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May 31, 2018
State Agriculture Commissioner Joins Oneida-Herkimer-Madison BOCES and Oneida County CCE for “New York Food Day”
18 Local Schools Celebrate the Mohawk Valley Farm-to-School Initiative and Governor Cuomo’s No Student Goes Hungry Program
Spotlights Local Farmers and Food and Beverage Producers
State Agriculture Commissioner Richard A. Ball today joined the Oneida-Herkimer-Madison (OHM) BOCES and Oneida County Cornell Cooperative Extension at Memorial Park Elementary School in Waterville for their “New York Food Day,” a celebration of the Mohawk Valley Farm-to-School initiative across 18 school districts in the region. Students were served a 100% New York lunch, which featured foods and beverages grown or produced in the State.
Commissioner Ball said, “It is awesome to see our local schools and partners working so hard to serve our school children healthy, fresh foods. It’s good for our students, who are also learning about where their food comes from along the way, and it’s good for our farmers. I congratulate OHM BOCES and Oneida CCE for growing their Farm-to-School program that offers thousands of students access to local, nutritious meals.”
Kate Dorr, OHM BOCES assistant school lunch director and registered dietitian nutritionist, said, “New York Food Day showcases amazing foods that are grown and produced right here in the Mohawk Valley. School lunch is a forum to introduce students to healthy eating habits and an opportunity to strengthen the local agricultural economy.”
Martin Broccoli, Agricultural Economic Development Specialist, CCE said, “As a result of the farm to school initiative and local foods day we were able to pilot the purchase and processing of an all-beef all-local hotdog. We were able to do it at a price point that fit within the budget guidelines and captured economic impact that normally leaves our community. This is a big win for school lunch.”
The Mohawk Valley Farm-to-School Initiative is new in name but long in history. The 14 districts in the OHM BOCES have been working local procurement with CCE for almost 10 years. State and community support for Farm-to-School has helped accelerate and expand this initiative, allowing OHM BOCES and CCE to develop partnerships with more schools and businesses. New York Food Day was the third in a series of big Farm-to-School events over the last 2 years. As part of this end-of-the-year event, student lunches featured all beef, all local (Oneida and Madison counties) hot dogs, Utica-grown microgreens, Allegany County cheddar cheese, local apples, and New York state milk and yogurt.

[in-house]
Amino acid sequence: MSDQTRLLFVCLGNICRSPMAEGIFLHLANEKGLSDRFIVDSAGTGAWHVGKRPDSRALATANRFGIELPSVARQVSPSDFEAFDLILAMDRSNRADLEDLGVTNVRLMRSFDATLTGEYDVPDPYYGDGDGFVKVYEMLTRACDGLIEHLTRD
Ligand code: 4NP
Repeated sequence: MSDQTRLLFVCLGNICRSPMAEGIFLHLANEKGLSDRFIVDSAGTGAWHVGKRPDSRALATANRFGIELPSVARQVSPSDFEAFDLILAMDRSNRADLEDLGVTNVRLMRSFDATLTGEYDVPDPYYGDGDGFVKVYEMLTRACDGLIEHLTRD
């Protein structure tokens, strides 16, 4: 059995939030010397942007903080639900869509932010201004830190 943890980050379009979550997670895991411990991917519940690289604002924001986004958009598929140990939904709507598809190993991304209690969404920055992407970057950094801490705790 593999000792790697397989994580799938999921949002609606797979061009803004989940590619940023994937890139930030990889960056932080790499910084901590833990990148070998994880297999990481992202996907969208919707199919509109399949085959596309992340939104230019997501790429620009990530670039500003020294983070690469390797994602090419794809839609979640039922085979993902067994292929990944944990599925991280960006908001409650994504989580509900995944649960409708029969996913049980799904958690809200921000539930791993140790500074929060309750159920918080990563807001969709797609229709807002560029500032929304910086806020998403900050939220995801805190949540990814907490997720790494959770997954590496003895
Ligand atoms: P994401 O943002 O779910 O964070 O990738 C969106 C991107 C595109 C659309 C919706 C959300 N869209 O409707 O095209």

No Student Goes Hungry Initiative
New York Food Day capped off the district’s successful Farm-to-School program this year, and also provided an opportunity to celebrate the recent adoption of the “No Student Goes Hungry” legislation. First introduced by Governor Andrew Cuomo in his 2018 State of the State Address, the comprehensive program provides students of all ages, backgrounds, and financial situations access to healthy, locally-sourced meals from kindergarten through college. The No Student Goes Hungry Program includes investments to expand the Farm-to-School program, legislation to expand access to free breakfast and put an end to lunch shaming, and policy changes to ensure students in kindergarten through college receive access to farm-fresh foods in a quality learning environment.
Farms and businesses that contributed to the New York Food Day lunch included, Radicle Farm, van Lieshout Dairy, Curtin Dairy, Cuba Cheese Shoppe, Purdy and Sons Foods, New York Custom Processing, Chobani, Smith Packing, Carlo Masi Sons and Daughter, Byrne Dairy, New York Bakery, and Bimbo Bakery.
The region’s Farm-to-School program is supported by Oneida County CCE, which was awarded funding from New York State’s Farm-to-School program in 2016 to hire a Farm-to-School specialist to work with growers in Oneida, Herkimer and Madison counties to supply schools with local food. A second Farm-to-School grant was awarded by the Department in 2017. Funding will be used to conduct a two-day Farm-to-School culinary training for up to 150 existing food service employees in 7 counties.
About New York State’s Farm-to-School Program
New York Food Day is the latest multi-county effort by school districts and educational organizations, such as BOCES and CCE to increase the use of locally-sourced foods in school lunches. It builds on New York State’s efforts to bring more fresh, local products to students and connect farmers to new markets through the Farm-to-School Program.
Since the Governor launched New York's Farm-to-School Program in 2015, $1.85 million has been invested in the program to support a total of 25 projects that benefit 206 school districts across the State. The Department also assisted in New York City’s NY Thursdays program that brings locally grown or produced foods directly to students in New York City Department of Education schools, providing them with healthy meals. In September 2017, the Governor announced that five school districts in Broome and Tioga counties launched a NY Thursdays program of their own in Upstate New York.
The Department of Agriculture also hosted its first-ever Farm-to-School Summit in October 2017 to connect more than 100 school educators, procurement and nutrition program managers, and state and federal agency representatives from the NYS Department of Agriculture and Markets, NYS Department of Education, NYS Office of General Services, and United States Department of Agriculture.
2018 Press Releases